Back in November 2012, a train derailed over the Jefferson Street Bridge in Paulsboro, New Jersey, resulting in four tanker cars landing in the water of Mantua Creek. One of the fallen cars leaked thousands of pounds of vinyl chloride into the environment. Vinyl chloride is a toxic chemical used in producing PVC plastics and has the ability to result in many adverse health effects that range from drowsiness and dizziness to headaches, loss of consciousness, kidney and lung irritation, and in extreme circumstances, death.
After the leak occurred, many Paulsboro residents evacuated the town due to health concerns. Some residents went to local hospitals immediately following the leak with reported breathing problems, while future health problems remain to be seen for the Paulsboro residents who evacuated or the residents who remained.
Three lawsuits have already been filed on behalf of many Paulsboro residents, but the owner of the train and tracks, Conrail, has begun the settlement process with residents who agree not to sue. The settlement offers have ranged from $500-$2,500. Those who agree to settle basically agree to release Conrail and other related parties from any liability for damages or injuries resulting from the derailment, including the potential health effects of the vinyl chloride release.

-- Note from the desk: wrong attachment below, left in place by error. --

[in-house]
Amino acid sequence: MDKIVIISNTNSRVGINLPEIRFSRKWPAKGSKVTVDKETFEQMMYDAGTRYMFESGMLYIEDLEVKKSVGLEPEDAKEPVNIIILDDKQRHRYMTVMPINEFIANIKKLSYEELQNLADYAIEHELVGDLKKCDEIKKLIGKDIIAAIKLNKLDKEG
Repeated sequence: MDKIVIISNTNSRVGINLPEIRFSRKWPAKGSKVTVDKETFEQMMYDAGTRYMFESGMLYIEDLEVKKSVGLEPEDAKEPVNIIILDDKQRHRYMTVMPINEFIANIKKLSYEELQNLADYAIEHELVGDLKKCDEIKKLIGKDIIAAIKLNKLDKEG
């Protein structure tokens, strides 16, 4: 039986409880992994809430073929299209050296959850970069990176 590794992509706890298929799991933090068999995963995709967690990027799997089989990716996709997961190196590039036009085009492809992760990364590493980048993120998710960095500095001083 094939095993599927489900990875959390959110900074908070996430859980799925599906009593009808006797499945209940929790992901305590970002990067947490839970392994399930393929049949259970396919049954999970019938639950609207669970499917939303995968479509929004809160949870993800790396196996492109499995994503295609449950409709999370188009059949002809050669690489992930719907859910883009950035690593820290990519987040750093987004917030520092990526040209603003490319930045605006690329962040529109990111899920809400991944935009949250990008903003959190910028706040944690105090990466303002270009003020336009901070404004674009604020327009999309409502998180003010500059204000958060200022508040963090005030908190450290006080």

While a spokesman for Conrail defended the settlement approach by stating, “We believe this process will address claims fairly, promptly, and with finality,” attorneys who filed suits on behalf of the Paulsboro residents believe the settlement offers are a way to take advantage of the residents who are in tight financial situations and live below the poverty line. An addendum to the settlement agreement releases all claims for minors that their parents are able to sign on. Part of the provision states that parents would have to pay Conrail back if the child decides to sue them at a later time.
In response, many law firms from around the area have spoken out against this practice, and urged residents to seek legal advice before accepting a settlement offer. A concern is that the residents might sign away their rights to receive aid if health problems resulting from the accident are not seen until later on in life.